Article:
Later On

A blog written for those whose interests more or less match mine.

White House suppression of global warming document

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Center for American Progress, in an email:

A ruling by the Environmental Protection Agency (EPA) that details both the threat of global warming and our ability to address the problem has been suppressed by the White House since December. This document, produced in response to a “monumental” Supreme Court mandate, includes a “multimillion-dollar study conducted over two years” that finds “the net benefit to society could be in excess of $2 trillion” if strong carbon dioxide emissions standards for the automotive industry are issued. The proposal to increase today’s fuel economy standards by 50 percent from 25 miles per gallon to 38.3 mpg by 2020 is stronger than those included in the 2007 Energy Independence and Security Act, which called for a 40 percent increase. EPA Administrator Stephen Johnson used the signing of the act as the public excuse to reject the findings of his staff and block California’s proposal to regulate greenhouse tailpipe emissions. In fact, congressional investigations have revealed that officials in the White House Office of Management and Budget (OMB) refused to open the email containing the EPA plan and that Johnson has been stonewalling to prevent disclosure of President Bush’s role.


As first revealed by the Detroit News, an advanced model used by the EPA and National Highway Traffic Safety Administration (NHTSA) foundthat iincreasing fuel economy standards by 4 percent a year would have a net benefit to society of $1.4 to two trillion dollars by 2040. The benefit is strongly tied to the price of gasoline. Using the latest estimates from the Energy Information Administration, the EPA study assumed that gasoline prices would get no higher than $3.50 a gallon. Those figures are already outdated, as gasoline prices have reached an average of $4.09 a gallon, and oil prices are nearing $146 a barrel. With higher gasoline prices, the benefits of high carbon dioxide standards would be even greater. Consumers are responding already to the spiking price by moving away from gas guzzlers. Detroit automakers have suffered hard sales declines: “Ford Motor was down 28 percent in June, General Motors was off 18 percent, and Chrysler dropped 36 percent.” Toyota likewise fell 21 percent. Only Honda Motor, with its fleet of fuel-efficient vehicles, saw any sales gains.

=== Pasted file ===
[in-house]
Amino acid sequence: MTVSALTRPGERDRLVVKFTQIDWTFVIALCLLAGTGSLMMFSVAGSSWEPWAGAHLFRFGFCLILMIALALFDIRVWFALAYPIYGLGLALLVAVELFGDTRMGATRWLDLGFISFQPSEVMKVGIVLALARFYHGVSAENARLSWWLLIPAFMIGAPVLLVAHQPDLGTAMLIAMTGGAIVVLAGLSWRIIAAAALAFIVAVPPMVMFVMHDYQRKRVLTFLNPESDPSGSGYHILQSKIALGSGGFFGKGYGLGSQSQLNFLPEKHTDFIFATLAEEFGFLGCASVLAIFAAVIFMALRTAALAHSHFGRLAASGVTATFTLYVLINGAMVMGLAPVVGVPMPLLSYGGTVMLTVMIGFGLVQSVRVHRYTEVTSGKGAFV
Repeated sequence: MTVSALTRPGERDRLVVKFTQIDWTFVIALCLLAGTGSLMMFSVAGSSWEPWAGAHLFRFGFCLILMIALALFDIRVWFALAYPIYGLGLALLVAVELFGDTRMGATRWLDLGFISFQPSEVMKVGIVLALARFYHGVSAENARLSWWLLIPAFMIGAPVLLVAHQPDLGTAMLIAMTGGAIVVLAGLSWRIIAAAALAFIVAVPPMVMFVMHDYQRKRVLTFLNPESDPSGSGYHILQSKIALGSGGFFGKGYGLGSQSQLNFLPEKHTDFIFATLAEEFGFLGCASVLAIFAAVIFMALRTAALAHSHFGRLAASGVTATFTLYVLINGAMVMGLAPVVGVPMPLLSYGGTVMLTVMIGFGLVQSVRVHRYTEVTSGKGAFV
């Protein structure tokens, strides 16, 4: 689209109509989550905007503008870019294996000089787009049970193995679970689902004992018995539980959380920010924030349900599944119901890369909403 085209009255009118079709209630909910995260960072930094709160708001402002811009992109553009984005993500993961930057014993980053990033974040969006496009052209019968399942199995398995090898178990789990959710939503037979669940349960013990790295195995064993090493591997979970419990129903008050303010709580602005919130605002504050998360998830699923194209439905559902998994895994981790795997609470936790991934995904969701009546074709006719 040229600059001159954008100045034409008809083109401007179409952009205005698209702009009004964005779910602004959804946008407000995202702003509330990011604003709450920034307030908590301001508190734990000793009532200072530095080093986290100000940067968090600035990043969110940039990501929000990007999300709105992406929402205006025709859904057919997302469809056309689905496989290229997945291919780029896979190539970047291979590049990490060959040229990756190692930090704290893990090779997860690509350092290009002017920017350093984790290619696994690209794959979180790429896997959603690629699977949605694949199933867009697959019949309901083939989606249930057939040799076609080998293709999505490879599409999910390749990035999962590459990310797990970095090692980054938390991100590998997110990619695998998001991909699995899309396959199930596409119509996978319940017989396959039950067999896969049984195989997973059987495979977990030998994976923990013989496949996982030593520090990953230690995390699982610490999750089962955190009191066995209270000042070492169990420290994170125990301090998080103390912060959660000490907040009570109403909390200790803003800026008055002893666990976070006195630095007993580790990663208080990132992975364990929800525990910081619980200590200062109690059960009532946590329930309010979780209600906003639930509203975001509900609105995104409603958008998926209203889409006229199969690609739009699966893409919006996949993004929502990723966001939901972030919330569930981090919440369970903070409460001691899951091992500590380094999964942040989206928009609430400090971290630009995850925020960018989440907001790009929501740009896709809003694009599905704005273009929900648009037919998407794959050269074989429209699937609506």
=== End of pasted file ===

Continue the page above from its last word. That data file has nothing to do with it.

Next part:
The ruling  prepared by the EPA in December, after being rejected by the White House was pared down and recrafted as an “Advance Notice of Proposed Rulemaking” — a draft version with a request for further rounds of public comment, thus delaying any implementation until the next administration. Even after major cuts from the December version, this document makes a mockery of Bush’s claim in April that applying the Clean Air Act to global warming pollution “would have crippling effects on our entire economy” and be a “glorious mess.” In fact, the ruling finds “technology is readily available to achieve significant reductions,” “the benefits of these new standards far outweigh the costs,” and the new standards “would result in substantial reductions” in greenhouse gases. Meanwhile, under the terms of the 2007 Energy Act, NHTSA proposed gas-mileage standards that the Center for Biological Diversity criticized for being kept low “through a number of bizarre assumptions, including asserting that gas will cost $2.36 per gallon in 2020 and $2.51 in 2030.” In contrast, the automotive industry — after arguing they “acted in good faith” to develop the law — is challenging these standards  saying the NHTSA implementation “goes beyond what it is technologically feasible and economically practicable” and will create “net social costs.”


Johnson testified before Congress on May 20 that he would issue this rulemaking draft by the end of spring. (A version acquired by The Progress Report is dated May 30.) The Detroit News reported that the EPA proposal would be published June 23, but an “intense private battle” between OMB officials and the EPA has blocked publication. According to published reports, the political appointee in charge of the plan, Jason K. Burnett, stepped down because of this “collision course between the agency and the OMB.” As the Wall Street Journal reported, the OMB “has asked the EPA to delete sections of the document that say such emissions endanger public welfare, say how those gases could be regulated, and show an analysis of the cost of regulating greenhouse gases in the U.S. and other countries.” The OMB instead “wants the document to show that the Clean Air Act is flawed and that greenhouse-gas regulations should be developed under new legislation,” reflecting the public stance taken by Bush. The EPA’s findings raise serious questions about whether Bush’s statements to the American public were made in good faith and why he asserted executive privilege on June 20 to block the congressional investigation.

Written by Leisureguy

3 July 2008 at 10:21 am

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